Highland Park ready to break ground on $24M water plant upgrade
Water plant superintendent Don Jensen highlghts some aspects of water operations that will be rendered obsolete when the city switches to a membrane filtration system. | Brian O'Mahoney~for Sun-Times Media
Updated: February 14, 2013 11:34AM
HIGHLAND PARK — Water Superintendent Don Jensen is expecting some sleepless nights over the next two years.
The City of Highland Park is set to break ground Friday on a $24 million overhaul that will retrofit the George B. Prindle water treatment facility, built in 1929, around a membrane filtration system.
Studied and reworked for the past 16 years, Jenson is glad that the water plant upgrades finally are coming to fruition. But he noted that there may be times during the transition when the plant won’t be operating at full capacity. If that coincides with a period of drought, customers could be asked to conserve, he said.
Throughout the construction process, the city will continue to supply water round-the-clock to its 60,000 customers in Highland Park, Deerfield, Bannockburn, Lincolnshire, Fort Sheridan and the Glenbrook Sanitary District.
“It is always our goal to provide a service that people don’t need to think about, so they just open their tap and get clean, safe water whenever they need it,” Jensen said. “It will be a challenge. There will be times when we are faced with some critical junctures throughout the process that will give us some sleepless nights. We have very carefully game-planned this thing.”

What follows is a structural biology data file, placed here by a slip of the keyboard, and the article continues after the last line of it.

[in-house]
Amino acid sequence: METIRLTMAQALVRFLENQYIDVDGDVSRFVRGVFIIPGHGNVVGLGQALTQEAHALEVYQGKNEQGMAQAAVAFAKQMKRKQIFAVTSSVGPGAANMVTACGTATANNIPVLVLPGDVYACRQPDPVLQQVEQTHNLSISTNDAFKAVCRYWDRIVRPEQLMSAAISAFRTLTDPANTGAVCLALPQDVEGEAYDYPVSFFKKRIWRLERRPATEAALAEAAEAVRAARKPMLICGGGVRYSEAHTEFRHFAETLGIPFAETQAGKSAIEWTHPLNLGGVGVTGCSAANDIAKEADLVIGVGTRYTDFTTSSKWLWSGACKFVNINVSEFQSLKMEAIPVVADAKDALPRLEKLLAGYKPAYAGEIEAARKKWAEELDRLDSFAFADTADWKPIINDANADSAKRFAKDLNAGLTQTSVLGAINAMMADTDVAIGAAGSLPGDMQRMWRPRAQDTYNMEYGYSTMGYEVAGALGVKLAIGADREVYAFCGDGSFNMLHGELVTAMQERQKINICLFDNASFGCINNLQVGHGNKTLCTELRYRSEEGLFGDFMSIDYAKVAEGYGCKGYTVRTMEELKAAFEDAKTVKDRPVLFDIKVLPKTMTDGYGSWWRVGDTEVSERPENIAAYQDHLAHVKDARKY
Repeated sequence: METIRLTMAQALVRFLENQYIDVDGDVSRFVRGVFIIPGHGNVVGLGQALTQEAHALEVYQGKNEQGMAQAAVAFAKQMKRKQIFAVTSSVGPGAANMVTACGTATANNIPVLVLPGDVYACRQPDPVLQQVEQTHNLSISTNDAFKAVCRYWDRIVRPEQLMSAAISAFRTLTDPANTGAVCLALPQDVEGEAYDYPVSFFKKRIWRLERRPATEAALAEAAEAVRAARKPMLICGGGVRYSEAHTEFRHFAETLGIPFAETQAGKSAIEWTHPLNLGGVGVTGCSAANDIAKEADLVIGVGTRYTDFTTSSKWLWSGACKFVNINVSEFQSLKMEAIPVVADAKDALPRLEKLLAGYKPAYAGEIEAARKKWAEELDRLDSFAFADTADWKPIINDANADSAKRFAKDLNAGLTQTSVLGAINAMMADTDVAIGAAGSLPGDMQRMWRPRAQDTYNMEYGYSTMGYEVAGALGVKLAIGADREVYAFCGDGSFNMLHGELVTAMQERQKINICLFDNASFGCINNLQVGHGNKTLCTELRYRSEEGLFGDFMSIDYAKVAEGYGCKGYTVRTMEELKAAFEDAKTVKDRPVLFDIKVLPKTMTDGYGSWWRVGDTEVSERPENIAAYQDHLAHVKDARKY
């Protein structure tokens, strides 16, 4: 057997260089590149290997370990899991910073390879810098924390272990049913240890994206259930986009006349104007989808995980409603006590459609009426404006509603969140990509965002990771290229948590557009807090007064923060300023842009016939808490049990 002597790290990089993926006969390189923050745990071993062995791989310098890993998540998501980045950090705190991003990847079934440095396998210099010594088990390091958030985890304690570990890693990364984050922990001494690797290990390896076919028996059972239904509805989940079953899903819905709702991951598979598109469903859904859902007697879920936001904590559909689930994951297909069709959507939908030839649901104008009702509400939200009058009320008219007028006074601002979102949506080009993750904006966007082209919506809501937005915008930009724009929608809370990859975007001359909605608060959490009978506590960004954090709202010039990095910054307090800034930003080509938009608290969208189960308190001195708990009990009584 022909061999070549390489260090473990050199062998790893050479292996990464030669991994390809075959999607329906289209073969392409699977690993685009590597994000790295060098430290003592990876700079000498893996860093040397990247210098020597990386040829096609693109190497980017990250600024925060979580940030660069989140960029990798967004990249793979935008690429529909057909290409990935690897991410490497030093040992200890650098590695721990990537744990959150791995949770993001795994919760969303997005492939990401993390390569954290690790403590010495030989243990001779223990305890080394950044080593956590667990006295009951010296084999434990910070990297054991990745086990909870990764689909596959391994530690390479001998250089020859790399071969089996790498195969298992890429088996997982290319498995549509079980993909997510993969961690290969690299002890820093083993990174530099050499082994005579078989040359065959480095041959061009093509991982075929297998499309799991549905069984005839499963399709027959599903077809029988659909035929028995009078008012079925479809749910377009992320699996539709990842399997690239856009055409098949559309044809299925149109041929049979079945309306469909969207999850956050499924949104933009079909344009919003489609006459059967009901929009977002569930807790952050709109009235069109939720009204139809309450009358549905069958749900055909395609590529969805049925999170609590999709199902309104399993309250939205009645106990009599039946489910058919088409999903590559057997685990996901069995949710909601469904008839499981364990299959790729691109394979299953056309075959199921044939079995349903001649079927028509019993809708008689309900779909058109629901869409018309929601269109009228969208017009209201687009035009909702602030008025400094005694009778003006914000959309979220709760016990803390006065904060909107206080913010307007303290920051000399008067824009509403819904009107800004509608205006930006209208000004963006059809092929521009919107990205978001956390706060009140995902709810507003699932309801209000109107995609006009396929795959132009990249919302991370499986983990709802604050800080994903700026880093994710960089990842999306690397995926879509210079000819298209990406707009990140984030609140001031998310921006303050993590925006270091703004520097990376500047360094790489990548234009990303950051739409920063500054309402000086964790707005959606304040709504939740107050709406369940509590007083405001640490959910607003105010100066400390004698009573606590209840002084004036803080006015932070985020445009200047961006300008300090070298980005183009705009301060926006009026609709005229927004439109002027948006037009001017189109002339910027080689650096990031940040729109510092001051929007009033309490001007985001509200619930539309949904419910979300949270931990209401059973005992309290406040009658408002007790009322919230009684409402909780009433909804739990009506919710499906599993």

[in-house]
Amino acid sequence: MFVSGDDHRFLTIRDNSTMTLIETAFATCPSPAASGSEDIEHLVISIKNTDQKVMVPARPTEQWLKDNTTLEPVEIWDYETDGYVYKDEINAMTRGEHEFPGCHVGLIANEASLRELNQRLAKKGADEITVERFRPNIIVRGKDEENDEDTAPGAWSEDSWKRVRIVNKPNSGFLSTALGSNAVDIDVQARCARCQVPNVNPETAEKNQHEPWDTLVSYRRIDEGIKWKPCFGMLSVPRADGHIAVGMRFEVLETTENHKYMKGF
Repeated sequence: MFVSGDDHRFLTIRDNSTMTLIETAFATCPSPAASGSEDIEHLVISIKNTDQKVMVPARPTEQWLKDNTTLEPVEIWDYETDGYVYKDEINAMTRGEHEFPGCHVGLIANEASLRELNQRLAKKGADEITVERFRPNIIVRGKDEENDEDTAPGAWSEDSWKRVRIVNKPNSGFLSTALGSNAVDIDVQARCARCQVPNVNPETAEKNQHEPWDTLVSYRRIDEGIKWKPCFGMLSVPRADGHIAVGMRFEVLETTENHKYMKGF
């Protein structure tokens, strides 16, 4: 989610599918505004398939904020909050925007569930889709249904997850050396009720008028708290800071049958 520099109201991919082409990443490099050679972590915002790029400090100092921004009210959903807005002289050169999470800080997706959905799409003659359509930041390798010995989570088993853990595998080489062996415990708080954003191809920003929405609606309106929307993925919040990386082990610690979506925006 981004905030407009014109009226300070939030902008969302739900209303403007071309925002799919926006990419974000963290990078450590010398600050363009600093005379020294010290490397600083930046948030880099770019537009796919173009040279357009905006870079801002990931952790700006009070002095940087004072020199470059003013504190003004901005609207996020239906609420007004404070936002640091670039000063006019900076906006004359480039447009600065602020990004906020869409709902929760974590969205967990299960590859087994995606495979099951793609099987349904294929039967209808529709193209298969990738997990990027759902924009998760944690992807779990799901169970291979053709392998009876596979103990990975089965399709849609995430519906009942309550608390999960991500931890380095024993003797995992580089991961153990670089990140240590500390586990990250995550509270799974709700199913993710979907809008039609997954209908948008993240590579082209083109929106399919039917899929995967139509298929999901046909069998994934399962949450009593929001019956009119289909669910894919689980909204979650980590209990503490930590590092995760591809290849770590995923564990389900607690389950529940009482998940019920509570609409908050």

The construction project will increase the system’s maximum capacity from 21 to 30 million gallons of water per day. The gravel-and-sand filtration method that has been in use for 100 years will be replaced with membrane filtration, which provides greater protection against waterborne disease organisms and eliminates the need for pre-treatment chemicals.
In mid-January, the city began a two-month pilot of the membrane system required by the Illinois Environmental Protection Agency.
The ground-breaking marks a milestone in a 16-year process that dates back to 1996, when the city began exploring ways to increase its plant capacity to meet higher demand. While the city was investigating its options, the emerging technology of membrane filtration gained widespread acceptance in the treatment of drinking water.
As manufacturing capability increased and prices decreased, the filtration technology became the preferred option among Highland Park officials. In 2007, the city selected the Memcor filtration system from Siemens Water Technologies Corp. The city also negotiated with the municipalities that purchase water from Highland Park to ensure the relationship continued throughout the financing of the water project.
The water plant upgrades originally were set to start in late 2011, but a newly-seated City Council slammed the brakes after construction bids came in $5.7 million over the $17 million estimate. In the months that followed, the city and its design engineers looked at less expensive options, including both conventional upgrades without membrane filtration and a membrane filtration system with a smaller capacity. In the end, the city chose to stay with membrane filtration at the higher 30-million-gallon capacity, but with some design modifications.
Because more electrical power is needed to push water through the membrane system, the project includes replacing 4,160 volt power lines with dual 12,500 volt power feeds to the treatment plant.
The official ground-breaking is set to take place at 11 a.m. Friday at the plant, 10 Park Avenue East.
The road leading to the Park Avenue Beach and Yacht Club will be barricaded during construction this summer and the boat ramps closed. Jensen is hopeful recreational use of the beach can resume in the summer of 2014.